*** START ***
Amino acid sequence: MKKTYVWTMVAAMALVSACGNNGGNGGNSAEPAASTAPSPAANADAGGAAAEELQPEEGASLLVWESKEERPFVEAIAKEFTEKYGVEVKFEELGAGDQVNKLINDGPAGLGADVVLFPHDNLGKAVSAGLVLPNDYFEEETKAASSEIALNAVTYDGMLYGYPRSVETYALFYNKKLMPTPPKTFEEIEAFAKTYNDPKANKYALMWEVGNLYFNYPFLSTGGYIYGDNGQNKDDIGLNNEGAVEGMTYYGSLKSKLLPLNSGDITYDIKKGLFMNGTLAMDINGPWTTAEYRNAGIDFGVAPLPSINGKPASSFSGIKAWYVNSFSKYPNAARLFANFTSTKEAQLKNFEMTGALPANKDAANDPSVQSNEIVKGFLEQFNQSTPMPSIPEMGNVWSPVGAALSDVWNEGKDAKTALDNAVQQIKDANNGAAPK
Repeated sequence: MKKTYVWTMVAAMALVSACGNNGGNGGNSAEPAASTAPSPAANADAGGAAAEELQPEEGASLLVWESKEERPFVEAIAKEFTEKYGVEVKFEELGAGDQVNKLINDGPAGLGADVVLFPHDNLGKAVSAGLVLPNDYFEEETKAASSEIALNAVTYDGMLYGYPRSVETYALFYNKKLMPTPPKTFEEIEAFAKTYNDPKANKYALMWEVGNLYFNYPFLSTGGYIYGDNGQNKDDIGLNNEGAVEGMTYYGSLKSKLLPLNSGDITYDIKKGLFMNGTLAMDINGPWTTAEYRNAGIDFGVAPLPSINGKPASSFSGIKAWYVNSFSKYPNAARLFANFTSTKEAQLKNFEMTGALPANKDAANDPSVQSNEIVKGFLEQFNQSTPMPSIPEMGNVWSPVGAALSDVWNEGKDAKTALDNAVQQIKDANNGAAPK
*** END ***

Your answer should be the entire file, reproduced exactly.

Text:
Amino acid sequence: MKKTYVWTMVAAMALVSACGNNGGNGGNSAEPAASTAPSPAANADAGGAAAEELQPEEGASLLVWESKEERPFVEAIAKEFTEKYGVEVKFEELGAGDQVNKLINDGPAGLGADVVLFPHDNLGKAVSAGLVLPNDYFEEETKAASSEIALNAVTYDGMLYGYPRSVETYALFYNKKLMPTPPKTFEEIEAFAKTYNDPKANKYALMWEVGNLYFNYPFLSTGGYIYGDNGQNKDDIGLNNEGAVEGMTYYGSLKSKLLPLNSGDITYDIKKGLFMNGTLAMDINGPWTTAEYRNAGIDFGVAPLPSINGKPASSFSGIKAWYVNSFSKYPNAARLFANFTSTKEAQLKNFEMTGALPANKDAANDPSVQSNEIVKGFLEQFNQSTPMPSIPEMGNVWSPVGAALSDVWNEGKDAKTALDNAVQQIKDANNGAAPK
Repeated sequence: MKKTYVWTMVAAMALVSACGNNGGNGGNSAEPAASTAPSPAANADAGGAAAEELQPEEGASLLVWESKEERPFVEAIAKEFTEKYGVEVKFEELGAGDQVNKLINDGPAGLGADVVLFPHDNLGKAVSAGLVLPNDYFEEETKAASSEIALNAVTYDGMLYGYPRSVETYALFYNKKLMPTPPKTFEEIEAFAKTYNDPKANKYALMWEVGNLYFNYPFLSTGGYIYGDNGQNKDDIGLNNEGAVEGMTYYGSLKSKLLPLNSGDITYDIKKGLFMNGTLAMDINGPWTTAEYRNAGIDFGVAPLPSINGKPASSFSGIKAWYVNSFSKYPNAARLFANFTSTKEAQLKNFEMTGALPANKDAANDPSVQSNEIVKGFLEQFNQSTPMPSIPEMGNVWSPVGAALSDVWNEGKDAKTALDNAVQQIKDANNGAAPK